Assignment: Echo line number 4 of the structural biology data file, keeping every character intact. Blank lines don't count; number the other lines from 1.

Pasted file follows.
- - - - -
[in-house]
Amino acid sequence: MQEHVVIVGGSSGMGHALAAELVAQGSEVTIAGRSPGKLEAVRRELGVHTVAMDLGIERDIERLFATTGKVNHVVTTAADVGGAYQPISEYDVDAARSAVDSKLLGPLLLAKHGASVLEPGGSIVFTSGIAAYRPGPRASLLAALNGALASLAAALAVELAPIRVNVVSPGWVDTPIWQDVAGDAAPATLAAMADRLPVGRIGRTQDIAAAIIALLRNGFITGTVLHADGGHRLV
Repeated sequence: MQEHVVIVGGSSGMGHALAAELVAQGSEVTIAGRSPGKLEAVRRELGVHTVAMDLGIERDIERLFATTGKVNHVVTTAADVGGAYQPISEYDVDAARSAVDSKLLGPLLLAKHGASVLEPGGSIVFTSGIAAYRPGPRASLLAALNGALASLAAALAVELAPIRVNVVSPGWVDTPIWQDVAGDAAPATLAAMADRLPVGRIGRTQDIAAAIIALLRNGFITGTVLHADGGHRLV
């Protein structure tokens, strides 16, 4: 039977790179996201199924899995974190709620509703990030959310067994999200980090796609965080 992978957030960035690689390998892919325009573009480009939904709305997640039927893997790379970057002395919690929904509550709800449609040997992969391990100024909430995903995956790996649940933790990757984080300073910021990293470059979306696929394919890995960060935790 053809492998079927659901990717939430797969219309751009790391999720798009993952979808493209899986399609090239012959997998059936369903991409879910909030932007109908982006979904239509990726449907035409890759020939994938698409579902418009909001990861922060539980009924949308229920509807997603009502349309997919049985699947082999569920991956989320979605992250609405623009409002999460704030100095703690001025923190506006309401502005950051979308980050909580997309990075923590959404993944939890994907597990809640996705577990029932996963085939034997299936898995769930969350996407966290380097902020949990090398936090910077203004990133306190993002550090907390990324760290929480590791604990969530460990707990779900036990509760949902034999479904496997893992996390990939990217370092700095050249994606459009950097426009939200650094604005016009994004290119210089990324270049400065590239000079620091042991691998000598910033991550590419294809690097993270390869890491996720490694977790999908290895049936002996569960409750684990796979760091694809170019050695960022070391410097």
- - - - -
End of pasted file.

């Protein structure tokens, strides 16, 4: 039977790179996201199924899995974190709620509703990030959310067994999200980090796609965080 992978957030960035690689390998892919325009573009480009939904709305997640039927893997790379970057002395919690929904509550709800449609040997992969391990100024909430995903995956790996649940933790990757984080300073910021990293470059979306696929394919890995960060935790 053809492998079927659901990717939430797969219309751009790391999720798009993952979808493209899986399609090239012959997998059936369903991409879910909030932007109908982006979904239509990726449907035409890759020939994938698409579902418009909001990861922060539980009924949308229920509807997603009502349309997919049985699947082999569920991956989320979605992250609405623009409002999460704030100095703690001025923190506006309401502005950051979308980050909580997309990075923590959404993944939890994907597990809640996705577990029932996963085939034997299936898995769930969350996407966290380097902020949990090398936090910077203004990133306190993002550090907390990324760290929480590791604990969530460990707990779900036990509760949902034999479904496997893992996390990939990217370092700095050249994606459009950097426009939200650094604005016009994004290119210089990324270049400065590239000079620091042991691998000598910033991550590419294809690097993270390869890491996720490694977790999908290895049936002996569960409750684990796979760091694809170019050695960022070391410097």